War, and war memorials in particular, are central to collective memory. Well taught, war offers windows into the construction of personal and national identity.

Between virtue and evil

Our public discourse has become dangerously polarized, making democratic deliberation on collective memory, history and the common good almost impossible.

Reflecting on the 2017 French elections, French political scientist Nicole Bacharan described the worry and stress resulting from “the division of the country and the hatred that emanates from groups of people who cannot discuss anything, cannot understand each other, cannot can’t speak.

Bacharan is only one of many voices deploring the poverty of civic discourse in democratic jurisdictions around the world. The debates over public history facilities are a manifestation of this larger trend. I think they illustrate an important aspect of this toxic polarization – an apparent inability to deal with nuance.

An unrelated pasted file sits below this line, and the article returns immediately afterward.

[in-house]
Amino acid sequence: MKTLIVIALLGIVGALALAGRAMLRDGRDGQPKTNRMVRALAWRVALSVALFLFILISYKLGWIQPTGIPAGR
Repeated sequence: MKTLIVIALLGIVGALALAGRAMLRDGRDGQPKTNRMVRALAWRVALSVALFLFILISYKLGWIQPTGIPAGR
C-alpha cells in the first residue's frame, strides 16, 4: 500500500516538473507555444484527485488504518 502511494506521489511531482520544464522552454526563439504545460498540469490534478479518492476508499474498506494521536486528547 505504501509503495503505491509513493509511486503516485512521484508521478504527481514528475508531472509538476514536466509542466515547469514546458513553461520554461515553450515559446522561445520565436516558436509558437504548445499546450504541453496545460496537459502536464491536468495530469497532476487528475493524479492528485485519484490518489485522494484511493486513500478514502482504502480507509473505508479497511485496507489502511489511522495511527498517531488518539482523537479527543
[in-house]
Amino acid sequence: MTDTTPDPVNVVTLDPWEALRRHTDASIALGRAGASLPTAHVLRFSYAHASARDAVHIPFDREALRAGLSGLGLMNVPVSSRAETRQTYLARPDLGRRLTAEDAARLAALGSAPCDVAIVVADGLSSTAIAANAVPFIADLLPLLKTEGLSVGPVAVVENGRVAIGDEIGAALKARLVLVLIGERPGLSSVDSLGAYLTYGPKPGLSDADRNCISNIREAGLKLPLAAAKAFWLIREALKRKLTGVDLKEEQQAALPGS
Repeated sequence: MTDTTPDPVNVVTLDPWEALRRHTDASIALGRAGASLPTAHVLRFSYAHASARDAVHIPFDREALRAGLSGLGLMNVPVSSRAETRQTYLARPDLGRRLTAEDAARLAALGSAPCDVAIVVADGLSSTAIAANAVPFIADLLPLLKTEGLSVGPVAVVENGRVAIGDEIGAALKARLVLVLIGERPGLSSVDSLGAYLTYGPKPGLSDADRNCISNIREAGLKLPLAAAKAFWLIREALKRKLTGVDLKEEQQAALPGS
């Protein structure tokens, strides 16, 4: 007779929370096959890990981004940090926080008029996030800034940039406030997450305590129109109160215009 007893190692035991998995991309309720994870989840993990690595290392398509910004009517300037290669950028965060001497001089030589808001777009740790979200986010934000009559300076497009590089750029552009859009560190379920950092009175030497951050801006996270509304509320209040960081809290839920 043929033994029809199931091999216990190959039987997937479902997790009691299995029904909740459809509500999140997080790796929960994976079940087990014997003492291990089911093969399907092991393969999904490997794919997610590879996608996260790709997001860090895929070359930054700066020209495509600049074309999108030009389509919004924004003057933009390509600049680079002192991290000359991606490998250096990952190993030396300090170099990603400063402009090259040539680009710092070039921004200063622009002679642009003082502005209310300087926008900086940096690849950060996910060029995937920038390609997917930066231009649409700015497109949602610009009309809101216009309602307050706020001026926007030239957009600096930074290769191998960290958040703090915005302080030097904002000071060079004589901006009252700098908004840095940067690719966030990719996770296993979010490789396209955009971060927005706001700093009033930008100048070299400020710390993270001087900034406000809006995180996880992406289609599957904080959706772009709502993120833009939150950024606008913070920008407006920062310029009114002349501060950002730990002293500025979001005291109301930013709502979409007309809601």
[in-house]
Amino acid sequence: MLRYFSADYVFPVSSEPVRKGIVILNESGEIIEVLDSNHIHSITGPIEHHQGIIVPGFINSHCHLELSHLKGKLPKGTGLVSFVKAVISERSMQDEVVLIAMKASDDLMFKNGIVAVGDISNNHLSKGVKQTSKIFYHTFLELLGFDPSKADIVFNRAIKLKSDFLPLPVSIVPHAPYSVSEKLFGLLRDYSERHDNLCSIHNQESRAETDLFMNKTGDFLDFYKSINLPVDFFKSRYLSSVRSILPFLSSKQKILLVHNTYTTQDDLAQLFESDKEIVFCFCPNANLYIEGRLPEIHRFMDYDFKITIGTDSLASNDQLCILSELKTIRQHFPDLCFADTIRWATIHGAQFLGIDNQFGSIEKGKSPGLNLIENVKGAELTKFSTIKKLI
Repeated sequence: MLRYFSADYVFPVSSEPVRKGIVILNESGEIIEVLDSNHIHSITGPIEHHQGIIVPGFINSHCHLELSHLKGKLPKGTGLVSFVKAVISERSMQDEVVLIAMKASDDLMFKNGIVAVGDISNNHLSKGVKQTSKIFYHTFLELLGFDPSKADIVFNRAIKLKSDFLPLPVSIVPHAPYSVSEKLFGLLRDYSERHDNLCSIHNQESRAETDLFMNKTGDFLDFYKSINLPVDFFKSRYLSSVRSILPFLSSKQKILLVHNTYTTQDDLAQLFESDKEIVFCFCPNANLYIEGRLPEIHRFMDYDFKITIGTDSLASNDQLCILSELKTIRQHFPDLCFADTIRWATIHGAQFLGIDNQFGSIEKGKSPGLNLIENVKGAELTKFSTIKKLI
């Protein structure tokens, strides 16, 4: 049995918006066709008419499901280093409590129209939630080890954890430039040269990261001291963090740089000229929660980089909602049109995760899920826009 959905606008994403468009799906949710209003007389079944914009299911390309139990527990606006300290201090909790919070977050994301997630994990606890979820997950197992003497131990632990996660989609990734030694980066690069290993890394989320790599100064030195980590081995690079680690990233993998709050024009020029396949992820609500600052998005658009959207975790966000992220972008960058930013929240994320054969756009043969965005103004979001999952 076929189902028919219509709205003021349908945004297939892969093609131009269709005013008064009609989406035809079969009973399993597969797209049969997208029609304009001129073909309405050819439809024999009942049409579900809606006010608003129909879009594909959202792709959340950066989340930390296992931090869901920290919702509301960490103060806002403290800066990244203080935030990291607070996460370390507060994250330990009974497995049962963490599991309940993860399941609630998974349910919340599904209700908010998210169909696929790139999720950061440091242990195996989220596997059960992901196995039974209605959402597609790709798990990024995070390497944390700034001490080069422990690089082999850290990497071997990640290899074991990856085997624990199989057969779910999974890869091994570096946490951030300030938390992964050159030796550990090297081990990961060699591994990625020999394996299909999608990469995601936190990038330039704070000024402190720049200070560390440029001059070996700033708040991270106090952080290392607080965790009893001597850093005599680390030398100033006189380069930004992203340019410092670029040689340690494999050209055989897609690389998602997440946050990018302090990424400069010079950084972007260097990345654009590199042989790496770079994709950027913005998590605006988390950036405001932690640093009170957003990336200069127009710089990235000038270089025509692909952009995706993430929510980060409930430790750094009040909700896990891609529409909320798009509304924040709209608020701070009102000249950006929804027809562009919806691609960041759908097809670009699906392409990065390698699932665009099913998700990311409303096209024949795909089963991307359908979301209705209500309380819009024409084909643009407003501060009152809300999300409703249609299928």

Activists protest at the foot of the Edward Cornwallis statue after city staff covered it with a black sheet in Halifax on July 15, 2017.
(CANADIAN PRESS / Darren Calabrese)

Citizens want things to be kept simple. In their view, the historical figures or events depicted in public memorials are either iconic representations of virtue and progress that should exist forever, or they are manifestations of evil and should be demolished. There does not seem to be any room for complex alternatives.

The problem is, life is complicated and full of nuances. We like that the line between our heroes and our villains is clear, but as Russian novelist Aleksandr Solzhenitsyn points out in The Gulag Archipelago: